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1 Timberland is forest land that is producing or is capable of crops of industrial wood and not withdrawn from timber utilization by statute or administrative regulation. Areas qualifying as timberland have the capability of producing in excess of 20 cubic feet per acre per year of industrial wood in natural stands. Currently inaccessible and inoperable areas are included.
2 Includes Indian lands.
3 Sawtimber is timber suitable for sawing into lumber. Live trees, Live trees of commercial species containing at least one 12-foot sawlog or two noncontiguous 8-foot logs, and meeting regional specifications for freedom from defect. Softwood trees must be at least 9.0-inches diameter, and hardwood trees must be at least 11.0-inches diameter at 4 1/2 feet above ground. International 1/4-inch rule.
4 Live trees of commercial species meeting specified standards of quality or vigor. Cull trees are excluded. Includes only trees 5.0-inches diameter or larger at 4 1/2 feet above ground.
Source: U.S. Forest Service, Forest Resources of the United States, 1992 and Timber Demand and Technology Assessment, 1996, RWU-4851.
Forest Land--Land currently growing forest trees of any size with a total stocking value of at least 16.7 (10 base 100 in the West), or lands formerly forested, currently capable of becoming forest land, and not currently developed for nonforest uses. These lands must be a minimum of 1 acre in area. Roadside, streamside, and shelterbelt strips of timber must have a crown width of at least 120 feet to qualify as forest land. Unimproved roads, trails, streams, and clearings within forest areas are classified as forest land if they are less than 120 feet wide. Recently clearcut areas that are currently nonstocked are classed as forest land unless they are being used for a nonforest use such as agriculture. Forest land is divided into two categories (timberland and other forest land), and both of these categories may be further classified as reserved if harvesting of trees is prohibited by statutory or administrative restrictions.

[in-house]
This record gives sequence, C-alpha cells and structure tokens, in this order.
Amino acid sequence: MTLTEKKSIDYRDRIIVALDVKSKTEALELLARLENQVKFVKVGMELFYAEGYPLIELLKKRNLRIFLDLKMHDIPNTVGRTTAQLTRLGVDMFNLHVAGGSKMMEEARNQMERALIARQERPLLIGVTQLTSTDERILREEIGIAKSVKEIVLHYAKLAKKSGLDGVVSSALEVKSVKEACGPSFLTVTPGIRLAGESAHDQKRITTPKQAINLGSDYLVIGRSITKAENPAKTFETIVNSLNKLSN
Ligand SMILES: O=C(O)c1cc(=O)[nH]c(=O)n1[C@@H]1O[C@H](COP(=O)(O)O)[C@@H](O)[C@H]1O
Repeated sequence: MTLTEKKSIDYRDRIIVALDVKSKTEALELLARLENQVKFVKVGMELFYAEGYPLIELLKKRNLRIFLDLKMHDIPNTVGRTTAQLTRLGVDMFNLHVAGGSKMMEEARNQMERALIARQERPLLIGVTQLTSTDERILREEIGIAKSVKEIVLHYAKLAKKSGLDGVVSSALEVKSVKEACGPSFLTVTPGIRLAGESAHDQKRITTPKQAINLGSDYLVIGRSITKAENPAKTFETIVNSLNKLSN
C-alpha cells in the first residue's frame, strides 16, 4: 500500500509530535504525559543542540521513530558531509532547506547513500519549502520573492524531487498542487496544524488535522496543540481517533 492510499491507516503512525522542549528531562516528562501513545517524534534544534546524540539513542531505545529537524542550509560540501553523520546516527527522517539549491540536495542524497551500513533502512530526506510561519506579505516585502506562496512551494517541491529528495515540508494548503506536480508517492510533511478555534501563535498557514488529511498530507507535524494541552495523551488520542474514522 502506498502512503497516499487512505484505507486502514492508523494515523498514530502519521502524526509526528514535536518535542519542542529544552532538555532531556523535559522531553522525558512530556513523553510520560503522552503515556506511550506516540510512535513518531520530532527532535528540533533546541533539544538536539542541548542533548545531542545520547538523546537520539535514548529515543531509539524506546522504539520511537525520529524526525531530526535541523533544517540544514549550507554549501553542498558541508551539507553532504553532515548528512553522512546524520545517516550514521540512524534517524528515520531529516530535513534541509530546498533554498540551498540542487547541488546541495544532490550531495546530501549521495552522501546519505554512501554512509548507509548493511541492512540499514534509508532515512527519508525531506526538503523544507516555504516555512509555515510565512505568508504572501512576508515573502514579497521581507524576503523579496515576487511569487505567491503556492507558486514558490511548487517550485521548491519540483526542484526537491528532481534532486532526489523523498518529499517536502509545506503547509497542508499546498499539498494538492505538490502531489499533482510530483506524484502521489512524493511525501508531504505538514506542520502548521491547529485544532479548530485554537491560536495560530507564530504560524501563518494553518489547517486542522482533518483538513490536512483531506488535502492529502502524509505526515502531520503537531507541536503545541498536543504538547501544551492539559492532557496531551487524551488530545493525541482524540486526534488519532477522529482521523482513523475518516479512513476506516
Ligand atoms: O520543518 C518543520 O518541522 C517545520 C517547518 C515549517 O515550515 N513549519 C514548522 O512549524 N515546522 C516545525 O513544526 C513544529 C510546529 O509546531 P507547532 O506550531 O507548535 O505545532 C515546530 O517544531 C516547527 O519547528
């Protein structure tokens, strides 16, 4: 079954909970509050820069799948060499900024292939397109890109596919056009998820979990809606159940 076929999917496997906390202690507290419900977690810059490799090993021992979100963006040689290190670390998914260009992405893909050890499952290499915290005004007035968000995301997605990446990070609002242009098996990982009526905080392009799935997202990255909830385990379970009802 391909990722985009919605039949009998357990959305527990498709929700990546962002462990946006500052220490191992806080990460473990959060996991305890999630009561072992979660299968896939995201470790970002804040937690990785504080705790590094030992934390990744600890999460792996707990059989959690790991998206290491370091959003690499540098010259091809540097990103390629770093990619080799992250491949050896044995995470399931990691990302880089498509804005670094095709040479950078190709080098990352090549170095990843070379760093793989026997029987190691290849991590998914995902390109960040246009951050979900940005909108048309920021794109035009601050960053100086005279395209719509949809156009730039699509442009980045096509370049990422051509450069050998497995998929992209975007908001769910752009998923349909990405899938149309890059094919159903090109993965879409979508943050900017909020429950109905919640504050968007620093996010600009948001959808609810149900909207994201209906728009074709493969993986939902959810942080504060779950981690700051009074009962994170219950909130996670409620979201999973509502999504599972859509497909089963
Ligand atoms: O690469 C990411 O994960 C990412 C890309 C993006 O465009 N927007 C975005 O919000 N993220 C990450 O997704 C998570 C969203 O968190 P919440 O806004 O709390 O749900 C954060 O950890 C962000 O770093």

Timberland--Forest land that is producing, or capable of producing, in excess of 20 cubic feet per acre per year of industrial roundwood products, and is not withdrawn from timber utilization by statute or administrative regulation.
OwnershipA classification of forest land based on the legal owner at the time of the current inventory. Also indicates private lands leased to forest industry. Individual ownerships are logically organized into ownership groups and classes for reporting purposes:
National Forest--Lands owned or administered by USDA Forest Service, National Forest System.
Other Public--BLM. Lands administered by USDI Bureau of Land Management.
Misc. Federal--Lands owned or administered by Federal agencies other than the Forest Service . These include military reservations, National Parks, National Fish and Wildlife Service lands, and Corps of Engineers lands.
State--Lands owned by State governments, or lands leased by State governmental units for more than 50 years.
County and municipal--Lands owned by county or municipal agencies, or lands leased by these agencies for more than 50 years.
Forest Industry--Lands owned by companies or individuals operating wood-using plants. These include lands leased to forest industry.
Other Private(Farmer/rancher)--Lands owned by an individual who operates a farm or a ranch and who either does or directly supervises the work.
Private corporate--Lands owned by private corporations other than forest industry or farmers.
Private individual--Lands owned by individuals other than farmers.
Tribal trust--Lands held in trust by the Federal Government for a Native American tribe or individual.
Sawtimber tree--A growing-stock tree that in the East contains at least a 12-foot saw log or two noncontiguous saw logs 8 feet or longer, or that in the West contains at least an 8-foot saw log, and meets regional specifications for freedom from defect. Softwoods must be at least 9.0 inches diameter and hardwoods must be at least 11.0 inches diameter
Volume of sawtimber--The net volume in board feet (International 1/4-inch rule) of the sawlog portion of sawtimber trees.
Growing-stock tree--Live timberland trees of commercial species that in the East contain at least one 12-foot saw log or two saw logs 8 feet or longer, or that in the West contain at least one 8-foot saw log, now or prospectively, and meet specified standards of size, quality, and merchantability. (Note: Excludes rough, rotten, and dead trees.)
These tables are based on figures supplied by the United States Census Bureau, U.S. Department of Commerce and are subject to revision by the Census Bureau.
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